Obsession. Secretary for family firm is pursued by alphahole rake of a boss. He wants her without strings, she’s disgusted with herself for being attracted to him. H’s near-seduction of h’s married sister, H threatens to slap h silly because of his jealousy, h taunts H by dating his brother, and so on until the HEA. Awesome portrayal of two people who don’t want to fall in love but literally cannot stop themselves.
Temptation. Rich 30-something man crashes his car near the house of a widowed artist and his teenaged daughter. Man seduces daughter, ‘fesses up that he’s married, and then goes away, leaving daughter devastated and near-suicidal. Years later, daughter/our heroine goes to London, acquires an admirer who turns out to be the man’s son. Heroine dumps son, marries now widowed H (ostensibly for revenge), tortures him and finally admits she is still in love with him. The quintessential HP of its type; enormously compelling but seriously creepy at the same time.
Abduction. Young innocent h marries alpha-tycoon H after whirlwind courtship, walks out on him six months later. H & h are reunited when their toddler son is kidnapped, which is also when H discovers he is a father. Toddler is found, and H, who has gotten h to come back to the marital mansion while they are searching for the kid, gets h to stay while he tries to persuade her to give their marriage another try. Pretty good, w/some amusing tycoon-as-father-of-toddler scenes.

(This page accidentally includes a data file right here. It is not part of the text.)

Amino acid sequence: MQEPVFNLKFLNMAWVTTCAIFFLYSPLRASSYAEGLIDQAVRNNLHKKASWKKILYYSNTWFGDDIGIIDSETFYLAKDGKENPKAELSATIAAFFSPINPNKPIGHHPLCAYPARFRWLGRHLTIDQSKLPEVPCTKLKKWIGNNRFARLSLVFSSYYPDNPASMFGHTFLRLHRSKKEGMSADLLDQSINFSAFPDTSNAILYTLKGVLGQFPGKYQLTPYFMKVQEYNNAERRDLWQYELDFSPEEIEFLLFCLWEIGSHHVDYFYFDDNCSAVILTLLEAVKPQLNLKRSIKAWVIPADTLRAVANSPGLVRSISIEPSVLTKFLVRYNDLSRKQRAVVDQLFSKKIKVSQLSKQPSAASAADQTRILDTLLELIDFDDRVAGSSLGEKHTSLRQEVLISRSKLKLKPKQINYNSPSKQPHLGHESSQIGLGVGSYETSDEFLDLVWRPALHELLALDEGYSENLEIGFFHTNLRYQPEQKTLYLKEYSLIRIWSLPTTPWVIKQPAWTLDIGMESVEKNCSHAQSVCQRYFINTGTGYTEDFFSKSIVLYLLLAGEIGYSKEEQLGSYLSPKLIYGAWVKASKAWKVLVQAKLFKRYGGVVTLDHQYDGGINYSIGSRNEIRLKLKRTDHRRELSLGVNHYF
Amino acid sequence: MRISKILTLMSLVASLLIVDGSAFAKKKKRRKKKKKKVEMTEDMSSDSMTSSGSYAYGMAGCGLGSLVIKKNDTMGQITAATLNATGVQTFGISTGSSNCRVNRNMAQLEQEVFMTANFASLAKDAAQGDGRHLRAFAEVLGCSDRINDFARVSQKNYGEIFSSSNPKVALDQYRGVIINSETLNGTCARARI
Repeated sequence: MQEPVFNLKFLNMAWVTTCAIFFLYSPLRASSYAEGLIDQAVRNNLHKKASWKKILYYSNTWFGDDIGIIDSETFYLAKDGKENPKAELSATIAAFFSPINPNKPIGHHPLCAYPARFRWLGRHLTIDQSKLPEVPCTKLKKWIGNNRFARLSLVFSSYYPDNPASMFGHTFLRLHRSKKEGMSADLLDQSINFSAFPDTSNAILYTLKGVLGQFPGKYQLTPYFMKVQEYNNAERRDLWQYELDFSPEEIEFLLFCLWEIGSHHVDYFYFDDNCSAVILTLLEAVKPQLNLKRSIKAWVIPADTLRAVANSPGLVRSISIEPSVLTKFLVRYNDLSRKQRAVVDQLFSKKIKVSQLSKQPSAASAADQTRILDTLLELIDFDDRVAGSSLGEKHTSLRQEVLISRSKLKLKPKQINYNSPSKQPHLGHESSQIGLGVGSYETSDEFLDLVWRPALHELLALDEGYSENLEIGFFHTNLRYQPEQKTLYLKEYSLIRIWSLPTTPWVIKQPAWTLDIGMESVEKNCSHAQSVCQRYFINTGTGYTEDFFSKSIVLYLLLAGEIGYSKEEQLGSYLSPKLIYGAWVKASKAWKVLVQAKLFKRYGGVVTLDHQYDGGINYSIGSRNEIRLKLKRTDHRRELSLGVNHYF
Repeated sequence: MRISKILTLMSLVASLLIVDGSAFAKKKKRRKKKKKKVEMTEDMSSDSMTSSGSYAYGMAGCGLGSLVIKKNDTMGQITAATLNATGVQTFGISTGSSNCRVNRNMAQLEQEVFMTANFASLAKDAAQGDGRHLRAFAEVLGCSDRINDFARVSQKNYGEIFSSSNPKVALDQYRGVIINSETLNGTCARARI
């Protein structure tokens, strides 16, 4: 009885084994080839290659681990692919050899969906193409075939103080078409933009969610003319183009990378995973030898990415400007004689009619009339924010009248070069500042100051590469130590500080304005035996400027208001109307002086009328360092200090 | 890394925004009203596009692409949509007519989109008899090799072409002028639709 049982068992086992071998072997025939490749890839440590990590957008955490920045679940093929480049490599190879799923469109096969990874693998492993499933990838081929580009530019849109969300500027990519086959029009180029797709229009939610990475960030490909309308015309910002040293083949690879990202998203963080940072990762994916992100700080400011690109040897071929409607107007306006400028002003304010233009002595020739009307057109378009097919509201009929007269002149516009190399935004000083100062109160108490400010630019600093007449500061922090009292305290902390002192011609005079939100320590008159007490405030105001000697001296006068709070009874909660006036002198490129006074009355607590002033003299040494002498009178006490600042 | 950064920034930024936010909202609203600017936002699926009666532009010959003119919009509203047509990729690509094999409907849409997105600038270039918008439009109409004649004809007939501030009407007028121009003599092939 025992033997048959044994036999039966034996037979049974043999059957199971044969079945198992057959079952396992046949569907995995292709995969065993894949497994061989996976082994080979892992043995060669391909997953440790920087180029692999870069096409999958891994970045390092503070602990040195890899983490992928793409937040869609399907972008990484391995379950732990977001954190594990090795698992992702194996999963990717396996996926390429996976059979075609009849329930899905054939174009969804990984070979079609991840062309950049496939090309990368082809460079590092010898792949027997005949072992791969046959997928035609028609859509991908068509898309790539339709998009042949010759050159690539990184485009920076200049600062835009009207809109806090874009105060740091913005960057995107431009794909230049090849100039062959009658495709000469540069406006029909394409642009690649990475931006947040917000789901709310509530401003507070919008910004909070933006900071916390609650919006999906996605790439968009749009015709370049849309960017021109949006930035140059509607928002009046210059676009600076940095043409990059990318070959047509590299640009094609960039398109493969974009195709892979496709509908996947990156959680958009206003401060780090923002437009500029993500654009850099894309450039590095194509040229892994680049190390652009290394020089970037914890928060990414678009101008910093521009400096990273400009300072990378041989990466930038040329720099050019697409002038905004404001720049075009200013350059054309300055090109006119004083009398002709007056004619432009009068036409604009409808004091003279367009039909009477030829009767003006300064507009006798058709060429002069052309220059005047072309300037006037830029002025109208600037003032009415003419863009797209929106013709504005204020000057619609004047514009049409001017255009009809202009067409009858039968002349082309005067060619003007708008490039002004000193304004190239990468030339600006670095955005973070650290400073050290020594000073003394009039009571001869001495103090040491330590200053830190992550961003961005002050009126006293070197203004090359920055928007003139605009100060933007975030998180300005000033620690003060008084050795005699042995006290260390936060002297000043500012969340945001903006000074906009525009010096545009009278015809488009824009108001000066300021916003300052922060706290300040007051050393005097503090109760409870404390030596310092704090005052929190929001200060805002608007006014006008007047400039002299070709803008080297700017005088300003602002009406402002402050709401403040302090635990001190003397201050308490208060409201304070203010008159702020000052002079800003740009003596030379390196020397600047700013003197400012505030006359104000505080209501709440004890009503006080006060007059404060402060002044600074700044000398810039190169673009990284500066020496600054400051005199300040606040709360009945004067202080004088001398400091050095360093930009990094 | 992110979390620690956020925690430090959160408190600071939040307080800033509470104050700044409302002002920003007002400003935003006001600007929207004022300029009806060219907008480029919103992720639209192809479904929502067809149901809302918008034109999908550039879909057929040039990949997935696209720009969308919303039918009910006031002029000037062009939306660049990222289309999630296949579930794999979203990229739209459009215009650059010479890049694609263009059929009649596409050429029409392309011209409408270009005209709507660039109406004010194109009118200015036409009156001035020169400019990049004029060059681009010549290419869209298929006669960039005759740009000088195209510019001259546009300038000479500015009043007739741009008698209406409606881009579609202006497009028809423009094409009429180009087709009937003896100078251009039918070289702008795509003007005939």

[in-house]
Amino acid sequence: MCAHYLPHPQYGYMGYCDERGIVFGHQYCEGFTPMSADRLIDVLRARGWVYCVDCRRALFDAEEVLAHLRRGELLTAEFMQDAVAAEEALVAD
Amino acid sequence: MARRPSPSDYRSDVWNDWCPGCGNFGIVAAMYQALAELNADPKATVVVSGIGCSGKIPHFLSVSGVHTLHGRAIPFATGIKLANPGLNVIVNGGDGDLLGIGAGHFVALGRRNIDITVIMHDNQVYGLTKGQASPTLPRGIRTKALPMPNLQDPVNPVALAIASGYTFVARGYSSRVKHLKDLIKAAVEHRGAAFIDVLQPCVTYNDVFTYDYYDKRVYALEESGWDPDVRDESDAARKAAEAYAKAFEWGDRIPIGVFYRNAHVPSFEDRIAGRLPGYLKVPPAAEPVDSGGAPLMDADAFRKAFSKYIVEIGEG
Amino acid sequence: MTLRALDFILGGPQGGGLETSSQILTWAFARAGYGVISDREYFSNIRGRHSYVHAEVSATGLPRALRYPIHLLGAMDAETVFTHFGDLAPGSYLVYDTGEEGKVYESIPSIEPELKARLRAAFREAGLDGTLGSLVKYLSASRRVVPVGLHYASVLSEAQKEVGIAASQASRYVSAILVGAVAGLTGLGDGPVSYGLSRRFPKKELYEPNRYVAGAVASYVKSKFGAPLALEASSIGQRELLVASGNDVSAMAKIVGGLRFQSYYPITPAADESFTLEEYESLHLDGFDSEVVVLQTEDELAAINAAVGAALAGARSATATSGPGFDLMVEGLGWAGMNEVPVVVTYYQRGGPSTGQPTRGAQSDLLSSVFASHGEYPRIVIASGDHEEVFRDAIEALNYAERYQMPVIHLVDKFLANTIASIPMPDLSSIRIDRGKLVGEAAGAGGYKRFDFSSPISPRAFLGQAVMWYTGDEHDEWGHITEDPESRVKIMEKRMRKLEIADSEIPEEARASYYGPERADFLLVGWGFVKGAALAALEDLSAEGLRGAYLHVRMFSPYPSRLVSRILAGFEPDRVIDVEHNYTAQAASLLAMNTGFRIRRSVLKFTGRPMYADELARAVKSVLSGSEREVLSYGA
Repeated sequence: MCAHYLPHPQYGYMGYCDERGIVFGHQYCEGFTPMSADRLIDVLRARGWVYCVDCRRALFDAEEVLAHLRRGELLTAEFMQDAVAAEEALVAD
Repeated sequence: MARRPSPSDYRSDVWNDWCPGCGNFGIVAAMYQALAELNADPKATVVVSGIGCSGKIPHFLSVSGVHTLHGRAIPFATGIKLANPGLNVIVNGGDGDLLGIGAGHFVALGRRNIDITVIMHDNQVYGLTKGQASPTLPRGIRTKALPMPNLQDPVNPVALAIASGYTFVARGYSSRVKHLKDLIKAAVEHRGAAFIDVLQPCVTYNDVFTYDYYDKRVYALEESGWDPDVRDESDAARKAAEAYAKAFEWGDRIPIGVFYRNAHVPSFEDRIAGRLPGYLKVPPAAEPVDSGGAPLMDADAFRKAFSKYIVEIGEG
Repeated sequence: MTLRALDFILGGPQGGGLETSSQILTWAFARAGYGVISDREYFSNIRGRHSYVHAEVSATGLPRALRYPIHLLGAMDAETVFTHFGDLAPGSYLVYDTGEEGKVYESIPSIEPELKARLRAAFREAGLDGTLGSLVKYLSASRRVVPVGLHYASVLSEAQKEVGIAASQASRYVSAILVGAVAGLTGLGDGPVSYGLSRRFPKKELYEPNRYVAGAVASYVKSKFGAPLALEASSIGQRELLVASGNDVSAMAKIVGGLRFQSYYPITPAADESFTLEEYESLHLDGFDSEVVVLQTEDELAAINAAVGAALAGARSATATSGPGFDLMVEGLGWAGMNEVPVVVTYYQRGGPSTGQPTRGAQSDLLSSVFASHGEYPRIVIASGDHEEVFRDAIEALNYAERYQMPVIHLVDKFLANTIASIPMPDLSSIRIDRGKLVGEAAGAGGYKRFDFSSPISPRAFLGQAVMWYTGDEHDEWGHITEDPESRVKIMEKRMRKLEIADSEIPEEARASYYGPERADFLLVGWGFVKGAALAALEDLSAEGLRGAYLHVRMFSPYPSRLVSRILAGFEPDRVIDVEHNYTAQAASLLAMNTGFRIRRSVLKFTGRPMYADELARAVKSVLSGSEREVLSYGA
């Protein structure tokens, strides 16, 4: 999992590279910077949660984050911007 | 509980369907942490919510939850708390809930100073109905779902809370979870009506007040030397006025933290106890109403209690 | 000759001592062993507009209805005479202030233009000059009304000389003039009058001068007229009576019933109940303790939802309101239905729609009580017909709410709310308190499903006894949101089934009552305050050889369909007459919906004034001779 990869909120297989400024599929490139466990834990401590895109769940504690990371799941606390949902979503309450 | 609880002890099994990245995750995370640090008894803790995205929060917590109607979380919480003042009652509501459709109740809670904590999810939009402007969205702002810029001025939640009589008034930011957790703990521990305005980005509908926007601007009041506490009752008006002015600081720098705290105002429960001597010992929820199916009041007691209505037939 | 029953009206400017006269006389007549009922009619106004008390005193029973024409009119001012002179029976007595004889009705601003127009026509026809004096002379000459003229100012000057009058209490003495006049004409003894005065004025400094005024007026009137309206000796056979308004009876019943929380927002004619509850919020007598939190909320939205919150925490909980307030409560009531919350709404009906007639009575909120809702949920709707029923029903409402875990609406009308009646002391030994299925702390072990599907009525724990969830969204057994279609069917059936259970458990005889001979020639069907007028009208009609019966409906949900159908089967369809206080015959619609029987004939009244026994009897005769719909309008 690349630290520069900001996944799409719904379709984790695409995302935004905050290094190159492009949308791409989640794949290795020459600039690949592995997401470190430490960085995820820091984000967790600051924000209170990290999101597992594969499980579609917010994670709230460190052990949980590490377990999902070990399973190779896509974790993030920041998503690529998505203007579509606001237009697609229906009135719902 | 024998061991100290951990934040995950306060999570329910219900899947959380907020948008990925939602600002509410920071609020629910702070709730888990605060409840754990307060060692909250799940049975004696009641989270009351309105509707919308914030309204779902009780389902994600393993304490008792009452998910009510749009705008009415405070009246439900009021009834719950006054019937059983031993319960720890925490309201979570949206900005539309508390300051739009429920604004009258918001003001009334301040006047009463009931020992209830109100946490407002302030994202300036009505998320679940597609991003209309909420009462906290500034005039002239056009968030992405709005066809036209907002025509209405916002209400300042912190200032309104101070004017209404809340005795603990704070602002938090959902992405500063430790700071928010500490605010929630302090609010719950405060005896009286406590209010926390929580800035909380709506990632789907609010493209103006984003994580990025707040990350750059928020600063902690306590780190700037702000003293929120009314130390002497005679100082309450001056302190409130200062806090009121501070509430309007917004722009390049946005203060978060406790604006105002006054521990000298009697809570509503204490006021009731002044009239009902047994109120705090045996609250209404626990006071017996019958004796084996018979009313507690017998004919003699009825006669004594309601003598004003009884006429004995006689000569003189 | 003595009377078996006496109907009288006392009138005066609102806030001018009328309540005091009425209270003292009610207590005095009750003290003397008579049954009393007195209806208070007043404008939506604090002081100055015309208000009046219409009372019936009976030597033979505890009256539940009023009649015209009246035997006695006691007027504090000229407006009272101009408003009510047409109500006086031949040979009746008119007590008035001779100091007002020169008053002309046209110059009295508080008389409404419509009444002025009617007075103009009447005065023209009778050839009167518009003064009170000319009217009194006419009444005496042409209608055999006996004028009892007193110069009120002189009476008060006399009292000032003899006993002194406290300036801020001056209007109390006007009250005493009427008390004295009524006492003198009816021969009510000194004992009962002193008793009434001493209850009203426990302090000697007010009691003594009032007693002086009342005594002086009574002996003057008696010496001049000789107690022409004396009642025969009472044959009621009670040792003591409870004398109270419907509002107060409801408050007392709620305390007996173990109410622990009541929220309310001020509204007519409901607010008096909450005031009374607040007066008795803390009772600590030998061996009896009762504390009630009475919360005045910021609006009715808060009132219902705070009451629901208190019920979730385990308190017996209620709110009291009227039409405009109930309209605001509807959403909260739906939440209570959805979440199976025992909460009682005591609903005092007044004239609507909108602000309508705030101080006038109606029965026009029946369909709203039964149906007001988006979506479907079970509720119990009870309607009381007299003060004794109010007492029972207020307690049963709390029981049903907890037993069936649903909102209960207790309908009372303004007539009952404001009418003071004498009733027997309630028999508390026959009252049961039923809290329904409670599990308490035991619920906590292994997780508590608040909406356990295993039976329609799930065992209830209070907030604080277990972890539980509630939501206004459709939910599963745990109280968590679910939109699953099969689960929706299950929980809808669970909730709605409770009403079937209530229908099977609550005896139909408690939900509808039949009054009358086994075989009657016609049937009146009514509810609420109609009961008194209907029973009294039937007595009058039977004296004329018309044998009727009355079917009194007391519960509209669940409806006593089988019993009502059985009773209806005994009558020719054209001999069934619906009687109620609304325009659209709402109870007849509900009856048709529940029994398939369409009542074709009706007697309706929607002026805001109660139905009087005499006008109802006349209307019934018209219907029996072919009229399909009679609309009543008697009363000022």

Haunted. Heroine is shattered when she finds out that artist she had walked out on two years ago was killed in a car crash. Goes to France and sees man with uncanny resemblance to H. Is H still alive? How could he be? Have you read an HP? Then you know the answer. Not one of Lamb’s best, but okay.
Runaway Wife. After 10 years, wife can’t take her marriage anymore (surprised more wives in HPs don’t feel like this). Can’t get H to talk to her, so she walks out while he’s away on yet another emergency business trip. But goes back to work for his partner in the firm she helped them start (because of course she won’t take her money from their bank account)! Only in HP-land. Despite ridiculous setup, it’s well worth reading. The alphaH actually learns in the course of the book, and the h stands her ground (especially for an HP). Some funny scenes as he tries to become more worthy.
Vampire Lover. Written before the Paranormal Onslaught, so the hero is a metaphorical vampire, not a real one. Famous film director H comes to town and buys old mansion from real-estate agent heroine, who is practical and self-sufficient enough to have wandered in from a Mary Burchell Harlequin. Heroine thinks H is vampiric in his ability to entrance and then use women and she is determined to resist. The entire last chapter takes place with the H and h handcuffed together. Recommended by several commenters at DA and elsewhere and it lived up to its advance billing.
After reading all these and some other HPs in succession last summer, I (not surprisingly) took a break. But just writing this up has made me want to go back for more. Luckily I have a couple more of Tumperkin’s favorites in the TBR, and if I run out of recommendations I’ll just revisit the great HP threads on the Amazon romance discussion boards.